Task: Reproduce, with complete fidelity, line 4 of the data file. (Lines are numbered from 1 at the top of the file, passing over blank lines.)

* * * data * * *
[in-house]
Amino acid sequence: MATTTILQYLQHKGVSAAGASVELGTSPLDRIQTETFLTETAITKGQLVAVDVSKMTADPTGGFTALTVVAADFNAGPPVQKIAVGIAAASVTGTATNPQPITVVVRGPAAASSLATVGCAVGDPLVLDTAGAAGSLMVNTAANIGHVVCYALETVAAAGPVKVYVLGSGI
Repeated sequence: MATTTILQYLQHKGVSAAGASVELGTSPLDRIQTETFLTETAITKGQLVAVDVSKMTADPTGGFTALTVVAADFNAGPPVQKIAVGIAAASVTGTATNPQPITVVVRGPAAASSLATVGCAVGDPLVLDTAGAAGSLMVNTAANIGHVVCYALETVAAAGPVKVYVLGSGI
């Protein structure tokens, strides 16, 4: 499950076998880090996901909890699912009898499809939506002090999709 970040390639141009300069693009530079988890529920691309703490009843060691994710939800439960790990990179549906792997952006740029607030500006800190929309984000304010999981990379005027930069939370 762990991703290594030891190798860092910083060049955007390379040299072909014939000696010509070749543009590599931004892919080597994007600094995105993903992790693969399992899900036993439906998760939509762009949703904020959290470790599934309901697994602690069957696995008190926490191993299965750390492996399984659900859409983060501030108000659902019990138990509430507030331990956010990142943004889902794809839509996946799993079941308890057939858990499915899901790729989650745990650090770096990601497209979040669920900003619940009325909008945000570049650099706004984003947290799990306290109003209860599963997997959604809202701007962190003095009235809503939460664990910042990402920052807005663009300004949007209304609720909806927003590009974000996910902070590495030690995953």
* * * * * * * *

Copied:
């Protein structure tokens, strides 16, 4: 499950076998880090996901909890699912009898499809939506002090999709 970040390639141009300069693009530079988890529920691309703490009843060691994710939800439960790990990179549906792997952006740029607030500006800190929309984000304010999981990379005027930069939370 762990991703290594030891190798860092910083060049955007390379040299072909014939000696010509070749543009590599931004892919080597994007600094995105993903992790693969399992899900036993439906998760939509762009949703904020959290470790599934309901697994602690069957696995008190926490191993299965750390492996399984659900859409983060501030108000659902019990138990509430507030331990956010990142943004889902794809839509996946799993079941308890057939858990499915899901790729989650745990650090770096990601497209979040669920900003619940009325909008945000570049650099706004984003947290799990306290109003209860599963997997959604809202701007962190003095009235809503939460664990910042990402920052807005663009300004949007209304609720909806927003590009974000996910902070590495030690995953």